Why the land of Israel has a border problem
The Bible may be used to justify West Bank settlement but it never clearly defines Israel’s boundaries
Israeli women prayer at the Tomb of the Patriarchs in Hebron — one of three sites in the land of Israel that the rabbis of the Midrash regarded as indisputably Jewish
For most Israelis, and even more so for its politicians, it is axiomatic that the prime source for Israel’s existence in the land is the Bible. At a recent talk at Bar-Ilan University, for example, Prime Minister Benyamin Netanyahu observed: “The connection between the Jewish people and the Land of Israel has lasted for more than 3,500 years. Judea and Samaria –– the places where Abraham and Isaac and Jacob, David and Solomon, and Isaiah and Jeremiah lived –– are not alien to us. This is the land of our forefathers.”
He also quoted the words of David Ben Gurion, Israel’s first Prime Minister: “The Jewish people arose in the Land of Israel and it was here that its spiritual, religious and political character was shaped. Here they attained their sovereignty, and here they bequeathed to the world their national and cultural treasures, and the most eternal of books.”
As stirring and spiritually uplifting as these words might be, it misses an essential point. There is no one map of “the Land of Israel” in the Bible. While many reminders of God’s promise to the patriarchs of the Land of Canaan are given, it rarely comes with a definition of actual borders.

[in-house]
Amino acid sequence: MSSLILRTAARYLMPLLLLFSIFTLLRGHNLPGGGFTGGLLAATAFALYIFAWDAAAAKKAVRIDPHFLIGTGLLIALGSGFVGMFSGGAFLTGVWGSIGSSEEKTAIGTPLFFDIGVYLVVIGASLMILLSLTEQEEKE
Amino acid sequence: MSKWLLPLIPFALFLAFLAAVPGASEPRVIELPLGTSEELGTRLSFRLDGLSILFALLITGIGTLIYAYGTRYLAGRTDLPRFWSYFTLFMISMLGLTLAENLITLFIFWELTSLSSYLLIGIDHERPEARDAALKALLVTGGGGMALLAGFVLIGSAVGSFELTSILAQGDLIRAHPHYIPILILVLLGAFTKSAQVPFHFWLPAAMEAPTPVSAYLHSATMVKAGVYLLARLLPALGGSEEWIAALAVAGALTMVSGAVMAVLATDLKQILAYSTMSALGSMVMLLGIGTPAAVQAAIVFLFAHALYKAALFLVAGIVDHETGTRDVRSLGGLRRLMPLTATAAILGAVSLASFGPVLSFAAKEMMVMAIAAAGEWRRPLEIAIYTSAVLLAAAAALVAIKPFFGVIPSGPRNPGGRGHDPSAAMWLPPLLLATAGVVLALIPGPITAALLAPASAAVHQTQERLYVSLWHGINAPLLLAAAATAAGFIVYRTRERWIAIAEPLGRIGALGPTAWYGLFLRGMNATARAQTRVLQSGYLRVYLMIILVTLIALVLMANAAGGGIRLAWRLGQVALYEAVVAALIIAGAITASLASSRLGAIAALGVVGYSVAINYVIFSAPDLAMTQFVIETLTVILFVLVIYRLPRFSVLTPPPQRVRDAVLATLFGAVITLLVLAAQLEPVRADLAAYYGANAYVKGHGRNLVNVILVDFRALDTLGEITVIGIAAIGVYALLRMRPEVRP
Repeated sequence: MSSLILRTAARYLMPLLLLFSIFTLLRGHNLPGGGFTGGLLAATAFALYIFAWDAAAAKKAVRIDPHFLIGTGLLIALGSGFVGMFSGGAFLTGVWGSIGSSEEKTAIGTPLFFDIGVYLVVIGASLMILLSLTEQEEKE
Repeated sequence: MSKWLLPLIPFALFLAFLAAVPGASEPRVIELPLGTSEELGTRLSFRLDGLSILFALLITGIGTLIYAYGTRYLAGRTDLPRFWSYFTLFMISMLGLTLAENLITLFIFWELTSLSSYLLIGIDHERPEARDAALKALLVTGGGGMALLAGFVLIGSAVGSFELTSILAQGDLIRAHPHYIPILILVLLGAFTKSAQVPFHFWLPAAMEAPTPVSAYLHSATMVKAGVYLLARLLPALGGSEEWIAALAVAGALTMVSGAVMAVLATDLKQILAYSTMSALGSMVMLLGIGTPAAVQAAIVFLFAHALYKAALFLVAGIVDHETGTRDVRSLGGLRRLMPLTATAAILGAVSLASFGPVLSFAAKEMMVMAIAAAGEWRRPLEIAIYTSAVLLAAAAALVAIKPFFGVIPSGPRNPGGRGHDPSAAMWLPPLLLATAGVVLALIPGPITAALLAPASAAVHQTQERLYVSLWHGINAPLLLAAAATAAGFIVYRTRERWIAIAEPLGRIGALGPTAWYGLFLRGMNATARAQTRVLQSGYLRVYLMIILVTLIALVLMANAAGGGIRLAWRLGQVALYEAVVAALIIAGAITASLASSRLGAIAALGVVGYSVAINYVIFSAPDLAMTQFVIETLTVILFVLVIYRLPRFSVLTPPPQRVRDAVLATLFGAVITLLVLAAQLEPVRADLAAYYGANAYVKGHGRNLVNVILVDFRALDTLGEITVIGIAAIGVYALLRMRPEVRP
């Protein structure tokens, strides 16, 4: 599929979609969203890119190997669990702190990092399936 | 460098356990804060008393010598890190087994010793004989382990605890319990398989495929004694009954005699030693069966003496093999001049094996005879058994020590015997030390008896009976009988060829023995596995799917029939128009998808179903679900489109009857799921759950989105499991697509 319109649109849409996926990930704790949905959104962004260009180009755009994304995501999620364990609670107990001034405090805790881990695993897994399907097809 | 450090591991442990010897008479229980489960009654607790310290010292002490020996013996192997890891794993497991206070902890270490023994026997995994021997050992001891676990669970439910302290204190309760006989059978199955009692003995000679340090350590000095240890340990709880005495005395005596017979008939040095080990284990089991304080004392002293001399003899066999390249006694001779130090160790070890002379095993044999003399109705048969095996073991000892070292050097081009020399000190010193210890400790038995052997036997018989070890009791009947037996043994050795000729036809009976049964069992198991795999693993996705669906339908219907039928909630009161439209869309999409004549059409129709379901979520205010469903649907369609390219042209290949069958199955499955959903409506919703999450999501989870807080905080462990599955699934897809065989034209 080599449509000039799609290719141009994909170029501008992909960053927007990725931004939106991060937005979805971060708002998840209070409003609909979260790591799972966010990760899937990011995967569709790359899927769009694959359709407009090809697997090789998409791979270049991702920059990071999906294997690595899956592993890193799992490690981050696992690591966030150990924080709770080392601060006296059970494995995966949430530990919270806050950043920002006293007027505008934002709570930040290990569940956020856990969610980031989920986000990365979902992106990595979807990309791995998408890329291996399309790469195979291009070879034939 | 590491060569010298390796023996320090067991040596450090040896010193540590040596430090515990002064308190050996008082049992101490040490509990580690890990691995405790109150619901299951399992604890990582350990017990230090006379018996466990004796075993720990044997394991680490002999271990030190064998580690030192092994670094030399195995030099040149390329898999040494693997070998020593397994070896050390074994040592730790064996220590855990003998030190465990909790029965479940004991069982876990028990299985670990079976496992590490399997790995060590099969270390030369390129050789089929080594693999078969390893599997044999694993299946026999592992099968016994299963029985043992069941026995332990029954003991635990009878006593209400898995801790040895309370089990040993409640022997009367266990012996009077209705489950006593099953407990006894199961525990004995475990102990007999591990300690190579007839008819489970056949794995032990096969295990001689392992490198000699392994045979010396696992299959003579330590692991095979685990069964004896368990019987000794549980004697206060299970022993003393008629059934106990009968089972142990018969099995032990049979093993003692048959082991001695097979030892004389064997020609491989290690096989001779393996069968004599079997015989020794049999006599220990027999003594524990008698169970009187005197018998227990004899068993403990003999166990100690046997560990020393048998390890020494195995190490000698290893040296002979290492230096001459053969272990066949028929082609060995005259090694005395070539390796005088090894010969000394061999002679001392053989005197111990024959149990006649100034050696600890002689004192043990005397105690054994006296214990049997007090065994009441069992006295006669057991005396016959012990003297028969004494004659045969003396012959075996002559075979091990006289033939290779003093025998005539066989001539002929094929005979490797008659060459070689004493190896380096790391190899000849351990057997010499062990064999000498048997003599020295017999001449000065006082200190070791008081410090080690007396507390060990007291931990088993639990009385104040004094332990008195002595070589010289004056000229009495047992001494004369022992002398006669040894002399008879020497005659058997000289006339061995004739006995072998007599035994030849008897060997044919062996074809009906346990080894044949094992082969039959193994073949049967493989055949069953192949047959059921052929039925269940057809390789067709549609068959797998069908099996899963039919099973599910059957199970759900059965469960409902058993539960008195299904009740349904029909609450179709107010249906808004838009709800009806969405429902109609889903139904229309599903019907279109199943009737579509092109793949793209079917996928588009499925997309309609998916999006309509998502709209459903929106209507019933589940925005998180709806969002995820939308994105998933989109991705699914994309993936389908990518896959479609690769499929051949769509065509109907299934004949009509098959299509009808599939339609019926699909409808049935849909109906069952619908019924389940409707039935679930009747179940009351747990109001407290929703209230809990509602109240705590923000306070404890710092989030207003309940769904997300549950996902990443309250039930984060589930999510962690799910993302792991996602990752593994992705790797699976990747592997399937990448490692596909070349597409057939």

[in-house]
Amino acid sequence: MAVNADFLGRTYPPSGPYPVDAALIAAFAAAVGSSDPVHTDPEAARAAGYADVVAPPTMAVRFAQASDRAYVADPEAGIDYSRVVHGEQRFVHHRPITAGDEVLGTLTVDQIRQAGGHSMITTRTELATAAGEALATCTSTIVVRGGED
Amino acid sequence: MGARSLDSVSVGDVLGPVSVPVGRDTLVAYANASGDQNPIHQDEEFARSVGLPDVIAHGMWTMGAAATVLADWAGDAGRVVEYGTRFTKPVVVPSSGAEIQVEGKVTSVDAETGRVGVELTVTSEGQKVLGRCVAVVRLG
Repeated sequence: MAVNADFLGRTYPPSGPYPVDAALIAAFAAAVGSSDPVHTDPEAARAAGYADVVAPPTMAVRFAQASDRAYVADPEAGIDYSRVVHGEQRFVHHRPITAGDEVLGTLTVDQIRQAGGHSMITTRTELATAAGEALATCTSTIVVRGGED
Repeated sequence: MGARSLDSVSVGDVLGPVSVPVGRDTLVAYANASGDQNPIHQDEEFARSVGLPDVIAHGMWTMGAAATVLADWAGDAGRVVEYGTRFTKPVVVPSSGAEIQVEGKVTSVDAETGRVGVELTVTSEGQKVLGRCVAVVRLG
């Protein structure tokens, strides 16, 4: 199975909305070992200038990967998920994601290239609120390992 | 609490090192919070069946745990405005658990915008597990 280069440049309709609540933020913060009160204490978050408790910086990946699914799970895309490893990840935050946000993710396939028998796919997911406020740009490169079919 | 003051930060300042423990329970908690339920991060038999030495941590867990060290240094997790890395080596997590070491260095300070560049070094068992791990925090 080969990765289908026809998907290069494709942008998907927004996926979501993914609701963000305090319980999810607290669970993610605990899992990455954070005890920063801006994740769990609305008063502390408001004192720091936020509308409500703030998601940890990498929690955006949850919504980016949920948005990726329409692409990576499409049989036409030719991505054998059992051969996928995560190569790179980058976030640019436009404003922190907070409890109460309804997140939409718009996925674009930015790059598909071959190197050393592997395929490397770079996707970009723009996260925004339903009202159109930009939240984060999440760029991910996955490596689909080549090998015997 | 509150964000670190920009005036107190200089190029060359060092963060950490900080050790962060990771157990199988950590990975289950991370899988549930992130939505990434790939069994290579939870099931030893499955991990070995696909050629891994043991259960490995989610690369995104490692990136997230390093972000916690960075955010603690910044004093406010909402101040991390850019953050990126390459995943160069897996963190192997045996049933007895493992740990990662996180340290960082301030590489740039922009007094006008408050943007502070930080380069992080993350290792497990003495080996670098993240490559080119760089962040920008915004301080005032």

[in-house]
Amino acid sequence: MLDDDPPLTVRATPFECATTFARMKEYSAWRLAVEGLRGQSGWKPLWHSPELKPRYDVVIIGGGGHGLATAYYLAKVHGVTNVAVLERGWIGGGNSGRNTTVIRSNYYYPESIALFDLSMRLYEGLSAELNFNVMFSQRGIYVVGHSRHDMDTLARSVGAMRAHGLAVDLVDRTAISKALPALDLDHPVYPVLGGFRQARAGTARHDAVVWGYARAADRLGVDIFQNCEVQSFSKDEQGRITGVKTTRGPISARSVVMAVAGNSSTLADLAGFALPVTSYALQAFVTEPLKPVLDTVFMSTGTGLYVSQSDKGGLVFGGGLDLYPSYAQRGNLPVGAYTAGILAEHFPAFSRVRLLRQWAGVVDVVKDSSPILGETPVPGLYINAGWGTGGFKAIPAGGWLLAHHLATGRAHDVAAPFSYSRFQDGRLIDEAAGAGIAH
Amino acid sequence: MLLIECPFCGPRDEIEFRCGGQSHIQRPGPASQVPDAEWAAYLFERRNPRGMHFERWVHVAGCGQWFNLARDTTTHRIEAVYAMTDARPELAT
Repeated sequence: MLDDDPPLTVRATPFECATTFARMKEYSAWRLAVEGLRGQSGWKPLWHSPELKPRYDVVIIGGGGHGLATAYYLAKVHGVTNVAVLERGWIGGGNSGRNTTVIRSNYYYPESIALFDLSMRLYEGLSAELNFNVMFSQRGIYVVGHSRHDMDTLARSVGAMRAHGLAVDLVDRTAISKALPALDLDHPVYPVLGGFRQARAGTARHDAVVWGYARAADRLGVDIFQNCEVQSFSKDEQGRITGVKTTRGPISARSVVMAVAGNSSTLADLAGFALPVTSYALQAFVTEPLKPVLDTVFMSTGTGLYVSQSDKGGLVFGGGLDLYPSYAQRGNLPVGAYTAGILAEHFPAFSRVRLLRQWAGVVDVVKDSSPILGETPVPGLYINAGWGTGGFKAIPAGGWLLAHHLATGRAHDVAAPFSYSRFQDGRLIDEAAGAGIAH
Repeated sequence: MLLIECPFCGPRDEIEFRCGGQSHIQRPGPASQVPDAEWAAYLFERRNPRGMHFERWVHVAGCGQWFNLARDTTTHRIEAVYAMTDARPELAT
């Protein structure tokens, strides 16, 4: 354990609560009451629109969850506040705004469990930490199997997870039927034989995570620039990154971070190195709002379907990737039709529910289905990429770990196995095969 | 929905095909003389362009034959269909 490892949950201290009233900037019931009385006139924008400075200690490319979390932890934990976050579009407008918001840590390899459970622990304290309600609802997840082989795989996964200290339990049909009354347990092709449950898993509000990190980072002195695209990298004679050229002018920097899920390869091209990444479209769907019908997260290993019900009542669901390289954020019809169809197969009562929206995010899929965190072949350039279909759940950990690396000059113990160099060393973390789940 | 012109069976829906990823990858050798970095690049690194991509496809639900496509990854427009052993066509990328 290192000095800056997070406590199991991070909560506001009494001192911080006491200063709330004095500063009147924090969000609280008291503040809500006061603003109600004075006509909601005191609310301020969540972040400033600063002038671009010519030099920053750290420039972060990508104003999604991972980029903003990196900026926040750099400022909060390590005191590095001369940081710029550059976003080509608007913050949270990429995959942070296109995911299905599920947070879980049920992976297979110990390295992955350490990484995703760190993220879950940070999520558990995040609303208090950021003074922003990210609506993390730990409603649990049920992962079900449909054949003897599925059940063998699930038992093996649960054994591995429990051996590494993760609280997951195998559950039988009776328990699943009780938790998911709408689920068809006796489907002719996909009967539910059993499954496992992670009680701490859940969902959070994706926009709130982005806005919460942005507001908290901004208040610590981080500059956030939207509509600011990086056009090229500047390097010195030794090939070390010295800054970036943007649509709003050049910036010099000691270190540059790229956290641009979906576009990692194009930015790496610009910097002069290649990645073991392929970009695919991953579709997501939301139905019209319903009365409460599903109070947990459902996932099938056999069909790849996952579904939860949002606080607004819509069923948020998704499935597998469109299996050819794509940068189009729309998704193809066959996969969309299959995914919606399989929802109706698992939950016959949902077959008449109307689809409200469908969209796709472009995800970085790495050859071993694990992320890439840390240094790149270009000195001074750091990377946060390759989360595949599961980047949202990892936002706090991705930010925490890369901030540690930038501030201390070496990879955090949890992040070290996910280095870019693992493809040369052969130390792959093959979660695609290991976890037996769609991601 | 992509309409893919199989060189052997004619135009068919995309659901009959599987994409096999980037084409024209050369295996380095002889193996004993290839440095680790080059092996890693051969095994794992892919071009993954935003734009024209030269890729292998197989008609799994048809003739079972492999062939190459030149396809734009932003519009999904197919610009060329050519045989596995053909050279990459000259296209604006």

In the opening of the Book of Deuteronomy, for example, the text talks of “the plain, the hills, the vale, the south, the sea coast, the land of the Canaanites (and or up to) Lebanon, until the great river, the Euphrates”. (Deuteronomy 1:7). An area like this would seem to have been achieved, if at all, only in the reigns of David and Solomon. It is a maximilist map even greater than the one proposed by Ze’ev Jabotinsky in the early 20th century, with his famous cry for “both banks of the Jordan”.
On the other hand, the midrashic Bereshit Rabba avers that “there are only three places where the nations of the world cannot argue as to Israel’s ownership, since they were brought outright: the cave and field of Machpelah, the Temple Mount, and the grave of Joseph”. Yet currently, Muslims are responsible in large part for all three sites.
Somewhere between these two extremes lies the Land of Israel, but to say these borders are fixed would be to deny the evidence of the Tanach itself.
In a seminal essay written in the 1970s, Jacob Milgrom, then professor of Bible at Berkeley University, California, detailed some 16 different maps of the Land of Israel as they are defined within the Tanach, from the time of Abraham to Ezra. He did this, he now says (having long ago made aliyah), partly to counter the growing clamour for “Greater Eretz Israel;” a quasi-political trend that had grown in popularity since the Six-Day War.
It was clear to Professor Milgrom that it was impossible to base any clear map of the land today solely on the Bible, since the borders were constantly shifting according to the political conditions at any given time.